Secretary of state investigating alleged double-voting

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Georgia Secretary of State Brad Raffensperger said about 1,000 voters are being investigated for allegedly casting two votes in the June primary and August runoff, a felony punishable by between one to 10 years in prison and a fine of up to $100,000.

ATLANTA — Secretary of State Brad Raffensperger announced Tuesday that his office is investigating possible cases of double-voting in the June primary and August runoff.

In a press conference, Raffensperger said about 1,000 voters are being investigated for allegedly casting two votes, a felony punishable by between one to 10 years in prison and a fine of up to $100,000.

Raffensperger, who is Georgia’s elections chief, said his office “will prosecute."

"Let me reiterate this: Every double voter will be investigated thoroughly," he said. "A double voter knows exactly what they're doing, diluting the votes of each and every voter that follows the law. Those that make the choice to game the system are breaking the law.”

More than 1 million Georgians chose to vote by absentee ballot in the June primary. Of those requesting absentee ballots, 150,000 decided instead to vote at the polls, Raffensperger said. About 1,000 people in that group in 100 Georgia counties allegedly voted both by absentee and at the polls on Election Day.

Voters who request an absentee ballot but decide to vote in person are required to sign an affidavit at the poll stating they didn't mail in their filled-out absentee ballot. Poll workers are then required to call the county elections office to verify the absentee ballot had not been counted.

Raffensperger said the extra votes did not impact any results.

Voting rights activists are adamant voter fraud is rare in Georgia, but Raffensperger said the increase in absentee voting from about 5% in past elections to nearly half the votes cast in the June 9 primary increased the chances.

At least 900,000 Georgians have already requested absentee ballots for the November general election.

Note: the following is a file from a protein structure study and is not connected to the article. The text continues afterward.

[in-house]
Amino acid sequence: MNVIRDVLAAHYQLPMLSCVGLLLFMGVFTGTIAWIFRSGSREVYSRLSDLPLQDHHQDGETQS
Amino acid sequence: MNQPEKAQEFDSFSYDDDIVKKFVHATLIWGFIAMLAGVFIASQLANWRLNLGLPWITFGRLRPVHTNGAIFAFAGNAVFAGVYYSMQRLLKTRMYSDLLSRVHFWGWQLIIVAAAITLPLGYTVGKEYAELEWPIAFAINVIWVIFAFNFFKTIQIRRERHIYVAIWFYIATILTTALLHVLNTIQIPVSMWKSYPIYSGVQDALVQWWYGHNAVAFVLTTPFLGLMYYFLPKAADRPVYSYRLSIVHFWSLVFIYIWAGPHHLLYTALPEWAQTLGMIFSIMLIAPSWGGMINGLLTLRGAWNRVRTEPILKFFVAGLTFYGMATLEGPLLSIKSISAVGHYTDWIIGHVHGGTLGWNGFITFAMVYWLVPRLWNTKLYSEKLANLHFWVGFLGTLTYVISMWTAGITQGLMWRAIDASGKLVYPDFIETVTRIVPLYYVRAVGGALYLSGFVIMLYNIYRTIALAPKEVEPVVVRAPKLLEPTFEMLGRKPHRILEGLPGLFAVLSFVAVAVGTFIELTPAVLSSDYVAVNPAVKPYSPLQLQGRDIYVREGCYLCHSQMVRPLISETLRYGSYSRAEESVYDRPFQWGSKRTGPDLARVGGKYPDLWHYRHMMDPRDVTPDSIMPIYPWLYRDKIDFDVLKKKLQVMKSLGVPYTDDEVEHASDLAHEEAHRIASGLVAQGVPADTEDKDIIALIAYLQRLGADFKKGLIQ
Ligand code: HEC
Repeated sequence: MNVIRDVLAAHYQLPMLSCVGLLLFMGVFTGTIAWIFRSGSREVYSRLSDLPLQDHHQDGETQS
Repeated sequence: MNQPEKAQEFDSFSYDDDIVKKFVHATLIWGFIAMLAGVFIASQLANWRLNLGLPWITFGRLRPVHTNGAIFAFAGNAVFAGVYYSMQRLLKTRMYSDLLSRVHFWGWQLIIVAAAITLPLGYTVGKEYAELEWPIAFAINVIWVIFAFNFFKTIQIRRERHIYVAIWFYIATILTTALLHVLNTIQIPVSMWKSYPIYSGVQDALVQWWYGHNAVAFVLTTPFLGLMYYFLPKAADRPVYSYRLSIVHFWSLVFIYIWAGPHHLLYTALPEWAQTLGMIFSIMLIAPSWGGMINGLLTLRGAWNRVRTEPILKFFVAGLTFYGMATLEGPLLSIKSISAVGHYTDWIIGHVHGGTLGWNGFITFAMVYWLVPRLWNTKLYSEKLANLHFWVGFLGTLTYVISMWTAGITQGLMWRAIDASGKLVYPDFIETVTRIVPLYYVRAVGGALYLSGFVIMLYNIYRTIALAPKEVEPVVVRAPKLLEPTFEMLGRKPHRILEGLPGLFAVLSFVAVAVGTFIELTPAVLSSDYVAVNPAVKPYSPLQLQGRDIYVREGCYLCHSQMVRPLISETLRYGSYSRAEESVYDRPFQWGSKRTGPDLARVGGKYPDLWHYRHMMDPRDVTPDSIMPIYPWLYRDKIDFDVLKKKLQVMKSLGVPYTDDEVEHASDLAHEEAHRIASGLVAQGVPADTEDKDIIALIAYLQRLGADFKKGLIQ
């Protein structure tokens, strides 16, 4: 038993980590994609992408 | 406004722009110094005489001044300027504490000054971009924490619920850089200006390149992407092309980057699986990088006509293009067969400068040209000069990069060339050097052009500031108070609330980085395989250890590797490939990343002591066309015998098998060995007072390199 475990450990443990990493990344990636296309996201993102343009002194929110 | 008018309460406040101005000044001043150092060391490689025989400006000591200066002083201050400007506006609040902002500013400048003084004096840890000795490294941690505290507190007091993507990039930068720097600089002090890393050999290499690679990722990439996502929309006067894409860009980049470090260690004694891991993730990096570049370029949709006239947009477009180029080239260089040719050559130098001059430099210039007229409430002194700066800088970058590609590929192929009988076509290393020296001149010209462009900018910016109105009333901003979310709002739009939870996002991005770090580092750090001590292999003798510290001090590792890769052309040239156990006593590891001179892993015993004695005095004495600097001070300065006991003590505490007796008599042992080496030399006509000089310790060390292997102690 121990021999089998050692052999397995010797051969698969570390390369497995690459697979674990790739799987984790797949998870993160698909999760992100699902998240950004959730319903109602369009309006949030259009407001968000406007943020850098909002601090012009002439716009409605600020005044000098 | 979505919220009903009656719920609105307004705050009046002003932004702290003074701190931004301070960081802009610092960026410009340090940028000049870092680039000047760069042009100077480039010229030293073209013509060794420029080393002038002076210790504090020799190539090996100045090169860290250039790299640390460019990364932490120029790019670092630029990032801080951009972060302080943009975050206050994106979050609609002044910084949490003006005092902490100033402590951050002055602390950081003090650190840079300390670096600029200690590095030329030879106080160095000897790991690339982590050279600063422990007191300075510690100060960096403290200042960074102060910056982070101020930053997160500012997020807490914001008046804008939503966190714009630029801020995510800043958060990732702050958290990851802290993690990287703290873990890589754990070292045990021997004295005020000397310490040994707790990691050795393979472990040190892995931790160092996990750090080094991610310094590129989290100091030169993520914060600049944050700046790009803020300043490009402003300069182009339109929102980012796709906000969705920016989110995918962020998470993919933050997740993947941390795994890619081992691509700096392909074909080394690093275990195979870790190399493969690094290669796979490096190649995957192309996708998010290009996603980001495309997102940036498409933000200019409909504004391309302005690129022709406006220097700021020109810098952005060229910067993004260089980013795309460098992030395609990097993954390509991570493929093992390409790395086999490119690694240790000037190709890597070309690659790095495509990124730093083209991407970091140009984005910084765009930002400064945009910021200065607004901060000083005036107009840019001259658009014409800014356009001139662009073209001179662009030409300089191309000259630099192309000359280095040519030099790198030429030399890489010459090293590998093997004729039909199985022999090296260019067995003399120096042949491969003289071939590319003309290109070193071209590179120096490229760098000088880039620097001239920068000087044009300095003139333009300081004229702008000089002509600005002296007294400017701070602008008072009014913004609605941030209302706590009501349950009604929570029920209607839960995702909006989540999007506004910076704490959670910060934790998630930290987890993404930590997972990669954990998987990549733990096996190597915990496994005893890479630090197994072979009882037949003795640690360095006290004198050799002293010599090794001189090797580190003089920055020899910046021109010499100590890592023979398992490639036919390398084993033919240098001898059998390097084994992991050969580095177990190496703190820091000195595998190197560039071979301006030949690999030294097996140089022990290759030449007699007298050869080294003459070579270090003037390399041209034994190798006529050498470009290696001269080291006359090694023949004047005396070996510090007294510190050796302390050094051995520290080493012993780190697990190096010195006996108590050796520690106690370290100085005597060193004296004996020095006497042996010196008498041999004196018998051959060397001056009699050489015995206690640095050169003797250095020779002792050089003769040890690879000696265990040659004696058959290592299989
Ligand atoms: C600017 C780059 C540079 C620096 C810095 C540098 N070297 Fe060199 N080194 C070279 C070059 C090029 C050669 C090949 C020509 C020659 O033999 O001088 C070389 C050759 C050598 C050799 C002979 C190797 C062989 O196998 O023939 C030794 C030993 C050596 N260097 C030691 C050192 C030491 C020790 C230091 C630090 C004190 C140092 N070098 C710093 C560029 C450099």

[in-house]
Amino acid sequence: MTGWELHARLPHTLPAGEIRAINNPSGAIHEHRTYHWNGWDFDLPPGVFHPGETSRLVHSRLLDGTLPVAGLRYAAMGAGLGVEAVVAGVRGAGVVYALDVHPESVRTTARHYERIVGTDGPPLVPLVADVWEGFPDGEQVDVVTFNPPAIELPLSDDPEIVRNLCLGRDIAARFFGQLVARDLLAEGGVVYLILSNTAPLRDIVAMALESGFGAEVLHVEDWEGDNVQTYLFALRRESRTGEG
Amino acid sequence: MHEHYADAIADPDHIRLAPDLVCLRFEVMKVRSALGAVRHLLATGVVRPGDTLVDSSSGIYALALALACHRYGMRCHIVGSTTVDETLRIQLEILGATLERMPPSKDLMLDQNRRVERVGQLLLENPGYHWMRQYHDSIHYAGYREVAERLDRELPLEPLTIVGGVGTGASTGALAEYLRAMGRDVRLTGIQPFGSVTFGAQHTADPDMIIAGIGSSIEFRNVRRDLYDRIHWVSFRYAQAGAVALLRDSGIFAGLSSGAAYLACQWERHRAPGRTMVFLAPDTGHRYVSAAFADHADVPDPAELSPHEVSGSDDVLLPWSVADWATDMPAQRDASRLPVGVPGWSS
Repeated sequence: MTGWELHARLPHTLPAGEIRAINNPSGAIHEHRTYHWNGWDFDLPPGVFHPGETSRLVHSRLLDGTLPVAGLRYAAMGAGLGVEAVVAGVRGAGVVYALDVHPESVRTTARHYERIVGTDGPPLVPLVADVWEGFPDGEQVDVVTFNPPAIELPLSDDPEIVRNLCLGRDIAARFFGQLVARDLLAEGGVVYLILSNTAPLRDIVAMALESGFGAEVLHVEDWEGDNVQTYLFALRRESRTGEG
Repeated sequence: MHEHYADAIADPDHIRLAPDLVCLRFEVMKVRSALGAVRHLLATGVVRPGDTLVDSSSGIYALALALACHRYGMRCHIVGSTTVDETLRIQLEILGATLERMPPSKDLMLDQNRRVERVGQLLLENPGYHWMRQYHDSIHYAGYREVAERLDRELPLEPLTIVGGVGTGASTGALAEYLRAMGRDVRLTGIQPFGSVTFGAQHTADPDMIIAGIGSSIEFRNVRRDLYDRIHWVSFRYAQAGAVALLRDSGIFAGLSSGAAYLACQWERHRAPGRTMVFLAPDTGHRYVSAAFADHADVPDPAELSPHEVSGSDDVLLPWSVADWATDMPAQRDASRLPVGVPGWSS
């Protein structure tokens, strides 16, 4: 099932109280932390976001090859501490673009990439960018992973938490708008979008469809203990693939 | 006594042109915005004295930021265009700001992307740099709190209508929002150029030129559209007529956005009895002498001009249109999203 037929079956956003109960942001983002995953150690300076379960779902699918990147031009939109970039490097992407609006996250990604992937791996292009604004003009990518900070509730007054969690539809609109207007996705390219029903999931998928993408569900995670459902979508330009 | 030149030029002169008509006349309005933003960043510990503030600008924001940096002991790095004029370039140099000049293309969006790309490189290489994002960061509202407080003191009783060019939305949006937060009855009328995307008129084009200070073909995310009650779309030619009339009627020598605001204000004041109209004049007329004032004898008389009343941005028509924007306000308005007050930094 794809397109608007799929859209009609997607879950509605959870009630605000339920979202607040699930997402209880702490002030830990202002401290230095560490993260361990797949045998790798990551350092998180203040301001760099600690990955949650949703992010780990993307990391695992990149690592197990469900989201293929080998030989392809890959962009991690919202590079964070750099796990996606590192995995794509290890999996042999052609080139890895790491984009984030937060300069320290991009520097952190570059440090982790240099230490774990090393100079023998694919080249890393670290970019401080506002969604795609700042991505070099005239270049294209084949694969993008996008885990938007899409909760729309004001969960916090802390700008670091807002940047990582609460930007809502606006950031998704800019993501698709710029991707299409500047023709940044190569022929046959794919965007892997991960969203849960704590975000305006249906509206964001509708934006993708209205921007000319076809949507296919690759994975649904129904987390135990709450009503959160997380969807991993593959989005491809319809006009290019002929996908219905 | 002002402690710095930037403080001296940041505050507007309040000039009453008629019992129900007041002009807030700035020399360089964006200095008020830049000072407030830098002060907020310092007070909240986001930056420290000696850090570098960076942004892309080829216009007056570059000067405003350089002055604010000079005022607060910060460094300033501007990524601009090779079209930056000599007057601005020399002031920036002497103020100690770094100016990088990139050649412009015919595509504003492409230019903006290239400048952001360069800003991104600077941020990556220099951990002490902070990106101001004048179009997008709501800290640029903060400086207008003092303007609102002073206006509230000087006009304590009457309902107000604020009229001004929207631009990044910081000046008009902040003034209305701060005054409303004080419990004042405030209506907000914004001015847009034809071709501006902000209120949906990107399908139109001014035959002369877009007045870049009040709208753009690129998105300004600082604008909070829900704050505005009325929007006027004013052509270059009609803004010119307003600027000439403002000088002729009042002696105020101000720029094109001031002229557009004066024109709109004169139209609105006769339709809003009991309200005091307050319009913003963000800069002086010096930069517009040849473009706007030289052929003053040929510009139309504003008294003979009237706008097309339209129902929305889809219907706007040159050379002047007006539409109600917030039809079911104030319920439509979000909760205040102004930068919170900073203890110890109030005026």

While there is no evidence that every Georgian who voted twice did so intentionally, one Long County man told a local television station that he voted twice "to prove that there is a flaw in the system.”

"No one gets to vote twice, everyone gets one vote,” Raffensperger said.

The announcement comes after Raffensperger appealed a recent federal court ruling that ballots postmarked by Election Day and received up to three days after should be counted.

Scott Hogan, Democratic Party of Georgia executive director, said in a statement that Raffensperger, a Republican, is echoing longtime Republican accusations that voter fraud is widespread.

“Voter fraud continues to be extremely rare in Georgia, and any implication otherwise undermines our elections,” Hogan said. "It is clear that rather than do his job of promoting the safety and security of our voting process, the secretary of state is instead pushing the GOP’s voting conspiracy theories and disinformation, as he fights in court to make voting by mail less accessible to voters.”

An investigation by the Atlanta Journal-Constitution revealed that fear of mass voter fraud is not backed by evidence — there have been few cases of absentee ballot violations since 2015, according to State Election Board records.

Fair Fight Action, a voting rights group founded by 2018 Democratic gubernatorial candidate Stacey Abrams, said Raffensperger’s announcement was to divert blame after Georgia's chaotic primary.

“Secretary Raffensperger’s grandiose press conference was a deliberate distraction from his failures to do his job. Under his so-called leadership and the ‘meltdown’ of an election over which he presided, Georgians faced barriers in casting their votes and having their votes counted,” the organization said. "Now, unsurprisingly, Georgia’s failed top elections official has decided to push a right-wing narrative spreading across the country rather than focusing on protecting the constitutional rights of every Georgian."

Riley Bunch covers the Georgia Statehouse for CNHI’s newspapers and websites.

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